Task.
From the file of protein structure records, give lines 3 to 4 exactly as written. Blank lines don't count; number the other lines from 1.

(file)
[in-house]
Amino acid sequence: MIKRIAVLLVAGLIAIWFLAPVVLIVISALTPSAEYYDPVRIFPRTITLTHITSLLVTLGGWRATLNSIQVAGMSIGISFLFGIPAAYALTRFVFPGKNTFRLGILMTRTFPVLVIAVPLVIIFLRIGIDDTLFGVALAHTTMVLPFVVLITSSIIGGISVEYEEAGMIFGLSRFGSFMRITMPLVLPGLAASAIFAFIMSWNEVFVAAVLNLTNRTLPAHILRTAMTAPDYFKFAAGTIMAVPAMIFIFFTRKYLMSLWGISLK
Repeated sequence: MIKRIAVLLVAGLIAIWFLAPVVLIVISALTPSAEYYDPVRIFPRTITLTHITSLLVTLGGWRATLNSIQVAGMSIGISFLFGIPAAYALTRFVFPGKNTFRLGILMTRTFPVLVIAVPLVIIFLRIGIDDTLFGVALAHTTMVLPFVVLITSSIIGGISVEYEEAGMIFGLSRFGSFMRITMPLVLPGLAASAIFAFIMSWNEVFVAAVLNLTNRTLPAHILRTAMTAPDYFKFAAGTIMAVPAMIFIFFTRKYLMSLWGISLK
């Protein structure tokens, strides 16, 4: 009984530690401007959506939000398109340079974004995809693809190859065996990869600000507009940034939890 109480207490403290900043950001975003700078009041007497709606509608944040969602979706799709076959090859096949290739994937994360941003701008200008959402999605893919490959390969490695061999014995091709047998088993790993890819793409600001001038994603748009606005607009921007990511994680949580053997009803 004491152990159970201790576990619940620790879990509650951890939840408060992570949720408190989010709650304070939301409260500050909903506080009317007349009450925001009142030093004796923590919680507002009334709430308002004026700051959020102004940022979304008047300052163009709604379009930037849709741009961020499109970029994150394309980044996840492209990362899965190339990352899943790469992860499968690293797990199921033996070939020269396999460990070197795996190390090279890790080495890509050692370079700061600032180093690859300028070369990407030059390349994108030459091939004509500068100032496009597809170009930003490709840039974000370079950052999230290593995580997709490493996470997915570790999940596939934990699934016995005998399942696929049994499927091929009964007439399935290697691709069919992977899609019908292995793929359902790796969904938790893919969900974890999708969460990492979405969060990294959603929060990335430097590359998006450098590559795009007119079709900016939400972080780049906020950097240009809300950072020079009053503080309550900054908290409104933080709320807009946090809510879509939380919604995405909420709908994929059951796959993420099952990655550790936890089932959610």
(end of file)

Repeated sequence: MIKRIAVLLVAGLIAIWFLAPVVLIVISALTPSAEYYDPVRIFPRTITLTHITSLLVTLGGWRATLNSIQVAGMSIGISFLFGIPAAYALTRFVFPGKNTFRLGILMTRTFPVLVIAVPLVIIFLRIGIDDTLFGVALAHTTMVLPFVVLITSSIIGGISVEYEEAGMIFGLSRFGSFMRITMPLVLPGLAASAIFAFIMSWNEVFVAAVLNLTNRTLPAHILRTAMTAPDYFKFAAGTIMAVPAMIFIFFTRKYLMSLWGISLK
């Protein structure tokens, strides 16, 4: 009984530690401007959506939000398109340079974004995809693809190859065996990869600000507009940034939890 109480207490403290900043950001975003700078009041007497709606509608944040969602979706799709076959090859096949290739994937994360941003701008200008959402999605893919490959390969490695061999014995091709047998088993790993890819793409600001001038994603748009606005607009921007990511994680949580053997009803 004491152990159970201790576990619940620790879990509650951890939840408060992570949720408190989010709650304070939301409260500050909903506080009317007349009450925001009142030093004796923590919680507002009334709430308002004026700051959020102004940022979304008047300052163009709604379009930037849709741009961020499109970029994150394309980044996840492209990362899965190339990352899943790469992860499968690293797990199921033996070939020269396999460990070197795996190390090279890790080495890509050692370079700061600032180093690859300028070369990407030059390349994108030459091939004509500068100032496009597809170009930003490709840039974000370079950052999230290593995580997709490493996470997915570790999940596939934990699934016995005998399942696929049994499927091929009964007439399935290697691709069919992977899609019908292995793929359902790796969904938790893919969900974890999708969460990492979405969060990294959603929060990335430097590359998006450098590559795009007119079709900016939400972080780049906020950097240009809300950072020079009053503080309550900054908290409104933080709320807009946090809510879509939380919604995405909420709908994929059951796959993420099952990655550790936890089932959610």